A recent groundbreaking report exposes the pivotal and dangerous role of social media in the spread of climate change disinformation and the fight against real and solutions-oriented information, specifically in the case of the February 2021 Texas blackouts.
A discussion on the role that corporate financial influence and fossil-fuel-funded organizations play in undermining the democratic system.
On October 1, Enbridge Energy’s Line 3 began to pump nearly one million barrels of oil per day, putting pristine waterways at risk and breaking federal land treaties with the Anishinaabe people of present day Minnesota. First proposed in 2014, Indigenous Peoples and climate justice activists have stalled its completion for seven years. Their fight continues against the destructive pipeline that has violated Indigenous rights, land, and waters.
The construction of Enbridge’s Line 3 pipeline is an example of the fossil fuel industry’s ongoing attack on Tribal rights, Indigenous sovereignty, and all of our climate futures. Indigenous people are leading the fight for our future, and it is long past time to fall in line to follow them.
International institutions are not structured to account for the environmental catastrophe of neoliberal globalization. The International Criminal Court can alleviate this by making Ecocide a crime under their jurisdiction.
Recently, we spoke to Ben Levy on his recent efforts concerning the struggle over a proposed liquified natural gas refinery in Tacoma, Washington. Through his involvement in the resistance against this facility, he has witnessed firsthand how imperative it is to keep fossil fuels like natural gas in the ground. Ben sat down with us to explain how this struggle and its geographic location are critical to the climate justice movement.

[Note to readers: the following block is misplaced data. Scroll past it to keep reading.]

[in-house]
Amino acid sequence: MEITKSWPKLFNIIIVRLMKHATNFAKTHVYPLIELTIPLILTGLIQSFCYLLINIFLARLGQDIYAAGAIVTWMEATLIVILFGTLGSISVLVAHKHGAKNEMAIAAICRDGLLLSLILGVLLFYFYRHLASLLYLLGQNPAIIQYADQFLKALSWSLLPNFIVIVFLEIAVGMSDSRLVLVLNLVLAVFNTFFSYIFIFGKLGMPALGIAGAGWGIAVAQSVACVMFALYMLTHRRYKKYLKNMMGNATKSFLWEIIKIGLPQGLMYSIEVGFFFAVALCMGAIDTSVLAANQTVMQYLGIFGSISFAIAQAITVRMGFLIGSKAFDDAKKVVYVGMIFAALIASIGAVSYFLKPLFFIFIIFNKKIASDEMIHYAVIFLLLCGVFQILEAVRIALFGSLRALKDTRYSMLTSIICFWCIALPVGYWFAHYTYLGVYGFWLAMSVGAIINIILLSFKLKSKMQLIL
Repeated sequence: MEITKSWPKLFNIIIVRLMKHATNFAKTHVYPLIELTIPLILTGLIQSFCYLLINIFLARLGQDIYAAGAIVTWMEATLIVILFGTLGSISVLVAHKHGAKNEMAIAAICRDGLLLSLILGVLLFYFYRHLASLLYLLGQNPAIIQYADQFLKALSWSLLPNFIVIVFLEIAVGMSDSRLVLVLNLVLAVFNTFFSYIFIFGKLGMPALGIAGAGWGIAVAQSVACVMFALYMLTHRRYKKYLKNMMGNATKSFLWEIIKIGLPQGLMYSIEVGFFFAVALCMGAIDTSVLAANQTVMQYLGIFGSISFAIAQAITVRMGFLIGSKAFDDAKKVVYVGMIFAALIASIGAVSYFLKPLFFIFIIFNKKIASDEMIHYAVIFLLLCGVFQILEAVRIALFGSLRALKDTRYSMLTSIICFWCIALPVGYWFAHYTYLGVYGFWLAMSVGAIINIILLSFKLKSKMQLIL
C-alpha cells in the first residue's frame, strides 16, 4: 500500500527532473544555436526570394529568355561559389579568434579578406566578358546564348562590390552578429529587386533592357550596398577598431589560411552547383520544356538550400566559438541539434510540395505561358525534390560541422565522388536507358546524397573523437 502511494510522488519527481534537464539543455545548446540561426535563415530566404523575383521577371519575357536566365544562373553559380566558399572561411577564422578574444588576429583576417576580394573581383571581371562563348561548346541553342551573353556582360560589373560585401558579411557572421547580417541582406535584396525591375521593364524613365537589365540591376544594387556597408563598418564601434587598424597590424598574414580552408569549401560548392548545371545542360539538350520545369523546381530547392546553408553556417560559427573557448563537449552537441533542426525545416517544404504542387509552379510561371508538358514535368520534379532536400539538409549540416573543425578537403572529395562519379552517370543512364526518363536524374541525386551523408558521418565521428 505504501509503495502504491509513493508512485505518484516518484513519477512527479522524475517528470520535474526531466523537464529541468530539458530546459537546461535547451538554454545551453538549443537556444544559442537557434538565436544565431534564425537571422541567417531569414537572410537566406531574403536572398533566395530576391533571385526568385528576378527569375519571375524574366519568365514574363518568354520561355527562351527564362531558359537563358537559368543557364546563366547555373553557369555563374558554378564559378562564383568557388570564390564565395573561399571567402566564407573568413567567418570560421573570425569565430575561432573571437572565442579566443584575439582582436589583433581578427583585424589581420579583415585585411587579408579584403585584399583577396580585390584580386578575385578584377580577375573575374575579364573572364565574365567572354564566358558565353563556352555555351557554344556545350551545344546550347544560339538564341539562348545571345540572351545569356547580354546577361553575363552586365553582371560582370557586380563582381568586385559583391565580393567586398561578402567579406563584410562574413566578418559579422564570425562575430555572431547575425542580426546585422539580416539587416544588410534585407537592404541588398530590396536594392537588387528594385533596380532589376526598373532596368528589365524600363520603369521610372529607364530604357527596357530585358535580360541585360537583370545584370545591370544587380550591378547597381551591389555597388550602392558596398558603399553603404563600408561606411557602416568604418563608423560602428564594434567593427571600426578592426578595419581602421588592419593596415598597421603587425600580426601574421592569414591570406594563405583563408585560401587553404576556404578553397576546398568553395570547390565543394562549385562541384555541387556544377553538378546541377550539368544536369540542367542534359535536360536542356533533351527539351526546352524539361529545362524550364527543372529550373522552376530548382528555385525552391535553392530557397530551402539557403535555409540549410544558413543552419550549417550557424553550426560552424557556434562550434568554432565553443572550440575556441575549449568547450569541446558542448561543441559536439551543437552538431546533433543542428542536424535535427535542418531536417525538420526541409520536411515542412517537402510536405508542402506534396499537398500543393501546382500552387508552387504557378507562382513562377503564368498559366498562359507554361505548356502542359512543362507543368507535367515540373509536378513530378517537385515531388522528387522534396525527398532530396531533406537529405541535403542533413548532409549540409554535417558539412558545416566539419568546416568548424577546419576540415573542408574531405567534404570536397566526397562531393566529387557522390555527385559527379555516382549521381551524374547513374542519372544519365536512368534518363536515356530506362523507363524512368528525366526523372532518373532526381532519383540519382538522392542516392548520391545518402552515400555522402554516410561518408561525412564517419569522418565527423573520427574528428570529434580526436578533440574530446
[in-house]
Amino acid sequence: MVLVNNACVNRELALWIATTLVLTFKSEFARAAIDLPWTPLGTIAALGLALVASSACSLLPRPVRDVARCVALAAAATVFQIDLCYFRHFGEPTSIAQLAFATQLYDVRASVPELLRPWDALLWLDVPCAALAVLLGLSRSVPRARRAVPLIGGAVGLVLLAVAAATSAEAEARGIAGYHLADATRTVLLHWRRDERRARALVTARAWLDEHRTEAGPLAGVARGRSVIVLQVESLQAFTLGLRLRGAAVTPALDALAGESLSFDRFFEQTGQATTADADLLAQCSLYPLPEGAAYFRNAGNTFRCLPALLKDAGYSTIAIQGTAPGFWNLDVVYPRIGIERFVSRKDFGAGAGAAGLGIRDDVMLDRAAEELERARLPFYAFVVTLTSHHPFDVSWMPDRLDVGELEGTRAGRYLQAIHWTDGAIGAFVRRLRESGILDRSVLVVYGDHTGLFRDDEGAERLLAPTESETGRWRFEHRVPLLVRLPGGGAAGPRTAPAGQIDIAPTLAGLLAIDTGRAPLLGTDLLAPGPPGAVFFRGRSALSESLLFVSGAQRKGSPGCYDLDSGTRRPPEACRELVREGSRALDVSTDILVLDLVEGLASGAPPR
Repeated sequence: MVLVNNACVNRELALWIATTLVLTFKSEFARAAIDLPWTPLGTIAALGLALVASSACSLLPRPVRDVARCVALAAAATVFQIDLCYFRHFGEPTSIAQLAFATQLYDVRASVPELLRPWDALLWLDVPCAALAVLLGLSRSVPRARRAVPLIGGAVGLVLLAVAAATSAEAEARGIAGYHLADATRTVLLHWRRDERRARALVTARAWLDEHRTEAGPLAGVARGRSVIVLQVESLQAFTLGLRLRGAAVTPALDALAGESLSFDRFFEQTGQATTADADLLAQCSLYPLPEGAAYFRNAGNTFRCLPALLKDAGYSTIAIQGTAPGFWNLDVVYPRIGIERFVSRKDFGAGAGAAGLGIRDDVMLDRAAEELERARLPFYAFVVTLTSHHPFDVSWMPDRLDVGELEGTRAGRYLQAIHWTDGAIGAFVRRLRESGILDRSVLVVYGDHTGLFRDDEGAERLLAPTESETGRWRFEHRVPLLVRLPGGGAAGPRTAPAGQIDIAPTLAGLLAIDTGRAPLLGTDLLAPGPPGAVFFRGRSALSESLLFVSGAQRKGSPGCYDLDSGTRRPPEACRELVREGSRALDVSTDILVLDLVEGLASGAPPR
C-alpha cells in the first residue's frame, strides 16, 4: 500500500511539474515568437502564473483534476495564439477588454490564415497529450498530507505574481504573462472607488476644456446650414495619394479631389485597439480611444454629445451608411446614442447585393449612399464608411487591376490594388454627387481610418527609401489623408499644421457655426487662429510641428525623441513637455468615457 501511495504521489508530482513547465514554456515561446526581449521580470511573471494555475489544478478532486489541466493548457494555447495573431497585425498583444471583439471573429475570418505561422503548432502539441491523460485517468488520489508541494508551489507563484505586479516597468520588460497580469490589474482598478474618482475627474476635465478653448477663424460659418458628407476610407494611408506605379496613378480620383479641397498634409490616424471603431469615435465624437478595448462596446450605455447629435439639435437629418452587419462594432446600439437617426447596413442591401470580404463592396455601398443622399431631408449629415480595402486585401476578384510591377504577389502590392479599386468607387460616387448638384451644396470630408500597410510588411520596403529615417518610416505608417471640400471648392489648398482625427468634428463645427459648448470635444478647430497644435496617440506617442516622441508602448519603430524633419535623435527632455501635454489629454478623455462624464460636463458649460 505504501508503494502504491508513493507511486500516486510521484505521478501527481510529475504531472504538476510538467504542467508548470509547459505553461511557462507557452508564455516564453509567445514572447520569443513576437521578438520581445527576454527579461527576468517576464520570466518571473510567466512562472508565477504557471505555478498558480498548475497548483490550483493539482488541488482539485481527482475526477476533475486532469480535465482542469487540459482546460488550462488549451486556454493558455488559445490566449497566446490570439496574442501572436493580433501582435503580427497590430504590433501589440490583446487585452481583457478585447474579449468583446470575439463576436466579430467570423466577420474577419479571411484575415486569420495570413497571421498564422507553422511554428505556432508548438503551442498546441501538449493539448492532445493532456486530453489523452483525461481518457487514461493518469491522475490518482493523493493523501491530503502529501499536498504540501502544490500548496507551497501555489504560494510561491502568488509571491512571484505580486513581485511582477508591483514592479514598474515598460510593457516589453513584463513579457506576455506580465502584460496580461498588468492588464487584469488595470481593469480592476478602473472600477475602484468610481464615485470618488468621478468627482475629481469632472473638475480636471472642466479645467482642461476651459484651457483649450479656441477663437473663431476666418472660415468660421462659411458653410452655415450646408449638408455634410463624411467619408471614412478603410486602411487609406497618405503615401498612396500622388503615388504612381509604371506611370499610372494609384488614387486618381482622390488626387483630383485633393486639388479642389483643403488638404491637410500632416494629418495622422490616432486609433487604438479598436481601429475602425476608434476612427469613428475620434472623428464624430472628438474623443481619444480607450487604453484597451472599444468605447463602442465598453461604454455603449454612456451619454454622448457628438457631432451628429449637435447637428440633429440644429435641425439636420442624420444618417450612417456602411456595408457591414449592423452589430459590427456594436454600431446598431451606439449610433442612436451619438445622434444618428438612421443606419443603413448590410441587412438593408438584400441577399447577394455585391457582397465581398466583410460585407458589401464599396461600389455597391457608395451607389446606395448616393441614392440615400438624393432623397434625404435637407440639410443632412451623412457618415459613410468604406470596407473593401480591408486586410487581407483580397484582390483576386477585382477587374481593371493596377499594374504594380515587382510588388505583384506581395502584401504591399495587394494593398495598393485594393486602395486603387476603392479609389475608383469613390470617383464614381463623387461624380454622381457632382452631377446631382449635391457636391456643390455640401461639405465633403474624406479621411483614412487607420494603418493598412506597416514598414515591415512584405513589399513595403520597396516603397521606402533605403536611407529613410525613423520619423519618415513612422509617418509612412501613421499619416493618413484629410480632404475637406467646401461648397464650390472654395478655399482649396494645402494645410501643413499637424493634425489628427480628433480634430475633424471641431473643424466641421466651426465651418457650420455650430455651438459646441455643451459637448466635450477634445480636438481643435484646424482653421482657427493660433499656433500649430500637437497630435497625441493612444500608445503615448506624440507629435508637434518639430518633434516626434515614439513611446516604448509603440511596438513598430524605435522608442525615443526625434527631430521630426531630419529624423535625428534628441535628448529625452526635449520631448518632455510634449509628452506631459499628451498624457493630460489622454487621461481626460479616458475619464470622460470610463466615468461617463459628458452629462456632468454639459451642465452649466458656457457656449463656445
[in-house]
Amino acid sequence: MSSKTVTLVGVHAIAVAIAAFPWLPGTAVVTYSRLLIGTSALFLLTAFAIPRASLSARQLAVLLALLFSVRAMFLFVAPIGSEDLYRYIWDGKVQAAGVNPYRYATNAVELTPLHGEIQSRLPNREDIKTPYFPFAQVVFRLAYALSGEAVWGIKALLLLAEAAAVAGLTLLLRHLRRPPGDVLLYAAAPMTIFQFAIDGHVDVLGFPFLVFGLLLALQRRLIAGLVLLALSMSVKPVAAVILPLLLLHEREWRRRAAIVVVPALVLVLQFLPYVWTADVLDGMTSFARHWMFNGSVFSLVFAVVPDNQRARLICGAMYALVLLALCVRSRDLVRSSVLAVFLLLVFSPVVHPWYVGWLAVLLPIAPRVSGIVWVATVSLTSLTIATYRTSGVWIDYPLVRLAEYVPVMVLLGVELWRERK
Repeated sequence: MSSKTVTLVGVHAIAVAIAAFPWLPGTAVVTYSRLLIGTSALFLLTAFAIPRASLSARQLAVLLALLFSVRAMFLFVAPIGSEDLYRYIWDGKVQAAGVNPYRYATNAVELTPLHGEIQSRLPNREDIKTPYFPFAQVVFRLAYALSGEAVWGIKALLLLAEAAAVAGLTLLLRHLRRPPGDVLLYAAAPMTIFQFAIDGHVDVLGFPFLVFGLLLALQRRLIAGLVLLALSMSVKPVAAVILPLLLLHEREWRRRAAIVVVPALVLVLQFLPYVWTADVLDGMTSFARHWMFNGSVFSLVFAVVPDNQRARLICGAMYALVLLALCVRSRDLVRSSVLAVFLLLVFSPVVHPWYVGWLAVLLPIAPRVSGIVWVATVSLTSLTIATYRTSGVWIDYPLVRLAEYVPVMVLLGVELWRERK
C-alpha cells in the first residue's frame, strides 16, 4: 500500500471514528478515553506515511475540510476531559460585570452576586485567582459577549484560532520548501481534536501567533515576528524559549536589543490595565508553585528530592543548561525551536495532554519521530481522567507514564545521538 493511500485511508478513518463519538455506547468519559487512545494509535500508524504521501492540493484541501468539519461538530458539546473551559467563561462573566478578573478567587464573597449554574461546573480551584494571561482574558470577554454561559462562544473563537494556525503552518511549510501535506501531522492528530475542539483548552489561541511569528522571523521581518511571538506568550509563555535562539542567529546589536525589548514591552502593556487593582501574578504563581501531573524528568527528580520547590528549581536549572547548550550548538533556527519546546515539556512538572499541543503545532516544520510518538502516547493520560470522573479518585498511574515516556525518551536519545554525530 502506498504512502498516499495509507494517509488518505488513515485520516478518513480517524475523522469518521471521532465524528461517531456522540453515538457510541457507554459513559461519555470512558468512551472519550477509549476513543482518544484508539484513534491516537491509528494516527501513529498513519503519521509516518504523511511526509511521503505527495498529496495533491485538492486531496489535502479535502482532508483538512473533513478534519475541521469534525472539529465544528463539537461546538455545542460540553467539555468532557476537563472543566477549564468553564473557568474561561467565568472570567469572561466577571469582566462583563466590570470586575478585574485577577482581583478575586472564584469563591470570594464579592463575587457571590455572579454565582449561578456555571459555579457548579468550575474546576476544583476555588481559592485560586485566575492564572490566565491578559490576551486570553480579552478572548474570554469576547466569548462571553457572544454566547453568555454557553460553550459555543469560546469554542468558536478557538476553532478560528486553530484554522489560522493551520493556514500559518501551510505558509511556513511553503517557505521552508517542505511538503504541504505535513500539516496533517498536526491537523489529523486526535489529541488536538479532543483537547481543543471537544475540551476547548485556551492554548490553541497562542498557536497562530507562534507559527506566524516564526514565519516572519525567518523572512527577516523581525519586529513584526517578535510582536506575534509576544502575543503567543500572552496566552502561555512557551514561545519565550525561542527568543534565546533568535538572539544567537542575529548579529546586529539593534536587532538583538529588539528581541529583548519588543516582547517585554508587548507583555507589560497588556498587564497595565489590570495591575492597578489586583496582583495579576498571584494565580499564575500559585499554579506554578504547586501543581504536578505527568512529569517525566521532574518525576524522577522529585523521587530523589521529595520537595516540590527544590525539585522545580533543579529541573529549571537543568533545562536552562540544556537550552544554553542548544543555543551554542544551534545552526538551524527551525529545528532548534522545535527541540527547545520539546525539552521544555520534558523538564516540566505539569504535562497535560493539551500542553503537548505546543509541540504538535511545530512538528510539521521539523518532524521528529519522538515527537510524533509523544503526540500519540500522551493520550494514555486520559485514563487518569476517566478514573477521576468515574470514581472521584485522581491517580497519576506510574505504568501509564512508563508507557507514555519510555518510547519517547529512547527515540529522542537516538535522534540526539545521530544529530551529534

On September 24, hundreds of thousands of the world’s youth took to the streets across 1,500 cities and towns to voice their frustrations around the lack of urgency around climate change. After a year and a half of grappling with COVID-19, this year’s strike tested whether the CJ movement could maintain its momentum.
Voting is one of our most sacred and fundamental rights as citizens. However, this right is under assault — corporate polluters have launched a major attack on American democracy, suppressing the voting rights of targeted populations to hinder the passage of environmental legislation.
Extreme weather events across the globe are becoming both more frequent and more severe. Along with these disasters comes heightened uncertainty, anxiety, and trauma for people living in high-risk regions, and coastline communities are no exception to this rule. The chief culprit? Tropical cyclones.
Joan Fitzgerald is a Professor of Urban and Public Policy at Northeastern University, and her research focuses on urban climate action and strategies for linking it to equity, economic development, and innovation.
Two and a half years ago, the Federal Green New Deal (GND) resolution ignited interest both nationally and internationally in a bold vision for actually achieving climate and equity.
Dr. Jennie Stephens, Director of the School of Public Policy and Urban Affairs and the Dean’s Professor of Sustainability Science & Policy at Northeastern University, discusses her research, teaching, and community engagement focus on integrating social justice, feminist, and anti-racist perspectives into climate and energy justice.
What exactly is intersectionality? A term coined in 1989, intersectionality has been used in the climate justice movement to describe the relationships between individuals’ unique identities and experiences, especially those of historically oppressed groups, and how they can influence real and positive systemic change.